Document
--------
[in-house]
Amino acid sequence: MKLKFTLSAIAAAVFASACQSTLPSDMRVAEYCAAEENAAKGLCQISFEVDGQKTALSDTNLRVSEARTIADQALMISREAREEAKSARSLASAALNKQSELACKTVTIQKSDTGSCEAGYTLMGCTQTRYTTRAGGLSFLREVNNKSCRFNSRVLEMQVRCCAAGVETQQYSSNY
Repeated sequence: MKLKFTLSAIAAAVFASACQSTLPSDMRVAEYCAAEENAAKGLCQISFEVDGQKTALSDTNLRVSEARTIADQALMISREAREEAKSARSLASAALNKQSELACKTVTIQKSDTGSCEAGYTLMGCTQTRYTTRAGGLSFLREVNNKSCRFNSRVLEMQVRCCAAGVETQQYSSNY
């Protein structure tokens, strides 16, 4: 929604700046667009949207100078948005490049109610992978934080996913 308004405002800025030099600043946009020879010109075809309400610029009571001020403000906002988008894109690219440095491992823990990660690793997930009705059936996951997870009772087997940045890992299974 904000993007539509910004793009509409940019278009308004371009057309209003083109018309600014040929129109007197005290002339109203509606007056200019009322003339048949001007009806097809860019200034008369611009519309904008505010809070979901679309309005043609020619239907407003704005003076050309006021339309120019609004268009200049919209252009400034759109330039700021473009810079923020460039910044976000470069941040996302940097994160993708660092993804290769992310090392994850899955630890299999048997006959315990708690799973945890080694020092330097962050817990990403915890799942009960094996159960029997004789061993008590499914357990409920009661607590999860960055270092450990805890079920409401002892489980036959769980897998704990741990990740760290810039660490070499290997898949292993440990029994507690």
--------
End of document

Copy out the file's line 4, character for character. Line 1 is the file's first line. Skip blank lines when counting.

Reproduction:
């Protein structure tokens, strides 16, 4: 929604700046667009949207100078948005490049109610992978934080996913 308004405002800025030099600043946009020879010109075809309400610029009571001020403000906002988008894109690219440095491992823990990660690793997930009705059936996951997870009772087997940045890992299974 904000993007539509910004793009509409940019278009308004371009057309209003083109018309600014040929129109007197005290002339109203509606007056200019009322003339048949001007009806097809860019200034008369611009519309904008505010809070979901679309309005043609020619239907407003704005003076050309006021339309120019609004268009200049919209252009400034759109330039700021473009810079923020460039910044976000470069941040996302940097994160993708660092993804290769992310090392994850899955630890299999048997006959315990708690799973945890080694020092330097962050817990990403915890799942009960094996159960029997004789061993008590499914357990409920009661607590999860960055270092450990805890079920409401002892489980036959769980897998704990741990990740760290810039660490070499290997898949292993440990029994507690």